The gastric sleeve, or otherwise known as a sleeve gastrectomy, is a lesser known procedure and suits a specific type of weight loss requirement. With expected loss of 30 – 50% excess weight in the first 12 months (source: BOSPA), the gastric sleeve is more aggressive than a gastric band, but not such a major operation as a gastric bypass and can therefore suit those for whom the bypass may be considered inadvisable due to health complications..

The gastric sleeve can be considered as a step towards gastric bypass, in that it can later be converted if required. However, for others, the sleeve may enable them to lose enough weight with a sleeve gastrectomy alone, so that the second stage of the operation is not required.


The gastric sleeve is a stomach reduction procedure. As such, it is a longer and more complicated procedure than the gastric band, but unlike the band, it cannot be “cheated” as it works to reduce the size of the whole stomach, not just restrict the entry to the stomach. Weight loss is usually more rapid than the band, as a sleeve gastrectomy significantly reduces appetite and ability to eat large portions.

Like the bypass, the gastric sleeve operation is irreversible. However, compared to the bypass, it is less traumatic in that it does not require any “rerouting” or “reconnecting” of the intestines, so the stomach functions as normal, but with a smaller capacity. As a result, there are fewer restrictions on the types of food which patients can consume after surgery. This is seen by many patients as being one of the great advantages of the sleeve gastrectomy – the procedure reduces appetite and therefore helps patients to control their food volume intake.

Where required, in a subsequent procedure, the gastric sleeve can be converted to a bypass. However, this is not always the case – it is a very effective procedure on its own for many patients.

The procedure is advised for patients with a BMI of 35+, although dependent on your individual circumstances, a band or a bypass may be advised. The vertical sleeve gastrectomy is usually recommended for patients who are either extremely overweight or whose medical condition would rule out other forms of surgery. It is best to see one of our friendly professionals to discuss your own circumstances and take expert advice on which procedure is right for you.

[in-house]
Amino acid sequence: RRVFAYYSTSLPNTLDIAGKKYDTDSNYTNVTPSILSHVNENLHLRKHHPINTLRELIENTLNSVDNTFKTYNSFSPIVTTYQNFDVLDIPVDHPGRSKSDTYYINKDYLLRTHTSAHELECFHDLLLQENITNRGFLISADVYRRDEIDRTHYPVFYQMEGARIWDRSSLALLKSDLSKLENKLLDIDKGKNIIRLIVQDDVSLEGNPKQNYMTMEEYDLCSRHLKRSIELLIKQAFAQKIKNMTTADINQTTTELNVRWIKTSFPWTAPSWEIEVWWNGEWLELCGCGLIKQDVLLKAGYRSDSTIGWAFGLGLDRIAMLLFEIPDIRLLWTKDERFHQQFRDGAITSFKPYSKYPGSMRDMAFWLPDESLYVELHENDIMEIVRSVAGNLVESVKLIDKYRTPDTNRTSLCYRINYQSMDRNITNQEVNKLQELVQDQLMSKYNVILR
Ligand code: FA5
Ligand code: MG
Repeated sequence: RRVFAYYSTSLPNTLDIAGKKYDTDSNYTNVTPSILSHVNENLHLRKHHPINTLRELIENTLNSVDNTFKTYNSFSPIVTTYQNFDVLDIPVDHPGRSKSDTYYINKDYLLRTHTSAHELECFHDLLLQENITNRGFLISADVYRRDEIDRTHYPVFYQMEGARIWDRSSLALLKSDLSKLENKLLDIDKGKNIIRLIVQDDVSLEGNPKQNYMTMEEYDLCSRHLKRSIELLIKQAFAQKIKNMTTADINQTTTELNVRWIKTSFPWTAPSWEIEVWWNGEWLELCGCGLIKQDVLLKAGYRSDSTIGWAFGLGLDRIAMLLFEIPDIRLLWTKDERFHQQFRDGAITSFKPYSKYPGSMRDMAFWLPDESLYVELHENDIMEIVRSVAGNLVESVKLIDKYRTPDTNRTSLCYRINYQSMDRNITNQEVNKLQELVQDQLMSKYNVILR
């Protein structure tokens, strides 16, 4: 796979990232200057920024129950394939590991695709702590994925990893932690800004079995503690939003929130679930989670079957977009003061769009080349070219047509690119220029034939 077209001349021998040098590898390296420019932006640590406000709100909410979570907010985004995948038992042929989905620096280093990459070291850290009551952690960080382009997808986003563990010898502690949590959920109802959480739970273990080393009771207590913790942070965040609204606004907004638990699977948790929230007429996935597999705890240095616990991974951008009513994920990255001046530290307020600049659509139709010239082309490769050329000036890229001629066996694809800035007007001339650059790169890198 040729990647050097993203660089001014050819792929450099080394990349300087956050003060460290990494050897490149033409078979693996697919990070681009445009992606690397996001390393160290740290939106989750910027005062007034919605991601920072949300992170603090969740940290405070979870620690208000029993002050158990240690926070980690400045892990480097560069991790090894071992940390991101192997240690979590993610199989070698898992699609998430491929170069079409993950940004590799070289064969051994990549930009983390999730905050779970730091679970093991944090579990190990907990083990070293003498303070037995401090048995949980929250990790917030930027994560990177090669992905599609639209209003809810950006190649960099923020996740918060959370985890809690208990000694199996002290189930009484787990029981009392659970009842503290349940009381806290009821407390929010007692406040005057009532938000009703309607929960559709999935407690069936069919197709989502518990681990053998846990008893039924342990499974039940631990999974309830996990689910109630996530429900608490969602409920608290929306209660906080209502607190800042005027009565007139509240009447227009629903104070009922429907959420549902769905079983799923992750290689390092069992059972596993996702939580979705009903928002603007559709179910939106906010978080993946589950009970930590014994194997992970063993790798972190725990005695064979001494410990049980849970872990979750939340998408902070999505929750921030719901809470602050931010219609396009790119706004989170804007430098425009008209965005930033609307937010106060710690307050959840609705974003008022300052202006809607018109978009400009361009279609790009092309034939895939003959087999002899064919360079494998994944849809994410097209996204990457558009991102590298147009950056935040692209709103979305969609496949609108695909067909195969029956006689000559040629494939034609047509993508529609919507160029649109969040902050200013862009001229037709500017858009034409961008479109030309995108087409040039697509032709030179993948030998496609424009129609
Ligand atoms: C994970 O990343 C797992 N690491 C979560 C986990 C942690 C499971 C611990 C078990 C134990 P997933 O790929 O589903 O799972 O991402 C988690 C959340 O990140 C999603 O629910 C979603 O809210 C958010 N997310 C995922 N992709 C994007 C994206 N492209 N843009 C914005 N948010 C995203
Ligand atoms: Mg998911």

The gastric sleeve procedure is normally done as keyhole surgery and involves a vertical removal of up to 75% of the stomach area. This means that the stomach continues to function as normal, but is simply smaller, which reduces the appetite and makes it easier to cut down dramatically on calorie intake. In addition, the portion of the stomach that is removed is the area responsible for secreting the hormone “Ghrelin”, which is responsible for appetite and hunger – the near elimination of this “hunger hormone” results in a significant reduction or loss of appetite.

Patients achieve 30-50% weight loss in the first year and this is increased if they also follow sensible dietary advice from our dietitians (i.e. low fat, low sugar, low alcohol, high fruit/veg…). The sleeve is a tool to help the patient manage their food intake..


We have listed here some of the more commonly asked questions from our patients about the Gastric Sleeve procedure.

Q: How Long Is The Hospital Stay ?

2-3 nights stay

Q: What Is The Difference Between Sleeve And Bypass ?

The sleeve is a procedure that purely reduces the stomach size. it is less traumatic that the bypass which involves re-routing and re-connecting of the intestines.

Q: Is The Sleeve Reversible ?

No the sleeve is a permanent procedure.

Q:Is There Anything I Wont Be Able To Eat ?

The sleeve is to reduce portion sizes not specific food types, there are however some patients that may struggle with certain textures of food such as bread or red meat.


Whether you have a gastric band, bypass, sleeve or balloon, your weight loss procedure is only the start of your journey. All these procedures are tremendous tools for weight loss and you can lose dramatic amounts of body weight, but it’s not entirely effortless. You DO have to work with it and you DO need aftercare following obesity surgery.

Gastric Bypass Aftercare